5 Ways Photography is Like Writing Your Best Seller

Camera sitting next to a keyboard

Welcome back to the St. Andrews Blog! As we embrace a new season, our minds are focused on goals and aspirations that often flood people’s social media feeds. Take when summer arrived, for example. One goal that we often see is the pledge to finally sit down and write that best-seller. Did you know that you don’t need to write in order to produce a great work of art? In many ways, writing a best-selling novel is like taking a photograph. We hope that today’s blog post will inspire you to expand your horizons in these coming months as a resident of the St. Andrews apartment community in Columbus, Georgia.

Writers and photographers have at least one thing in common: they’re both artists. But as we’ve stepped a little into both areas, we’ve come to realize that writers and photographers have much more in common than a simple title. In fact, we believe they have so much in common that in some ways a writer is a photographer, and a photographer is a writer. How is this so? we’ve compiled a list of 5 ways photography is like writing a novel.
  1. Choose Your Genre —When a writer decides to write a story, they must choose which genre the story falls under (Is it going to be fiction, non-fiction, fantasy, or children’s book?). In a similar way, a photographer must do the same thing. They decide what type of photograph they are going to take (Is it going to be a landscape shot, a portrait, or maybe an underwater masterpiece?). Even if the story or photograph comes suddenly and unexpected, it still fits into a specific category.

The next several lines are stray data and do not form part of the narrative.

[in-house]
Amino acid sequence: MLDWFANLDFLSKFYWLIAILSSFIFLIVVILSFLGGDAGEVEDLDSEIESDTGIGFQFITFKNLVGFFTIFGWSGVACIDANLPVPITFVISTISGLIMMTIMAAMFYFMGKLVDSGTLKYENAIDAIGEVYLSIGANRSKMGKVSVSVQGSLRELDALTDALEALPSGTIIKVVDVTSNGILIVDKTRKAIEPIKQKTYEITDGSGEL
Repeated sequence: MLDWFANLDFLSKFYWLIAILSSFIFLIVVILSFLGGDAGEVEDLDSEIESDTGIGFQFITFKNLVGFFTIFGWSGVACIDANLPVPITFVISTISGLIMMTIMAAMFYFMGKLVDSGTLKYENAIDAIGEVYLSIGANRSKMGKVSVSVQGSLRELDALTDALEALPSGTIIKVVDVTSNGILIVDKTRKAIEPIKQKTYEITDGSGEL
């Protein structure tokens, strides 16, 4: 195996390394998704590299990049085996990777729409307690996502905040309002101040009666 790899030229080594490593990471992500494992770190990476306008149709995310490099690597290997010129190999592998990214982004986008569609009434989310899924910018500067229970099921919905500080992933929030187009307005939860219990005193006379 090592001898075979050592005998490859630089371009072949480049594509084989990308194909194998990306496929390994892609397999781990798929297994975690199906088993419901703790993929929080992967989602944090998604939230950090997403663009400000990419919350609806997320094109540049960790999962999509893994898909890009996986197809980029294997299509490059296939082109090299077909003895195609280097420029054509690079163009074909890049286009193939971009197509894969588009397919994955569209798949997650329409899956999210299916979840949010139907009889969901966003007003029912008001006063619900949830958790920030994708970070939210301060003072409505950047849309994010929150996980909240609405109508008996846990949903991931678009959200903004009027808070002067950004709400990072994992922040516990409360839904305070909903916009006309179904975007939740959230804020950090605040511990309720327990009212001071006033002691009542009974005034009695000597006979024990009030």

2. Begin at the End — This is all about having a goal. After choosing the genre, both the writer and the photographer have an idea about how their story or photograph will end; the writer has an idea about the story’s conclusion, and the photographer has an idea about what the final photo will look like. They have a vision of how it will end even if they aren’t sure how they will get there.

  3. Create the Characters — What people or objects will you select to tell the story of your photograph? What devices will you use to frame the shot so it’s set just right? Each element in the shot plays an important role in bringing it all together. It’s a matter of finding the right ones to play the part.

  4. Write the First Draft — Writing the first draft is a lot like taking those first shots as a photographer, especially if it’s for a type of photo that you’ve never done before. It may be uncomfortable at first, but as soon you start it gets better.

  5. Rewrite and Edit —  No one gets it right the first time. There are always mistakes waiting to happen. The beautiful thing is with more practice the mistakes get easier to spot, and therefore, avoid. As always, practice helps us perfect what we’ve been striving for.

No comments yet

Leave a Comment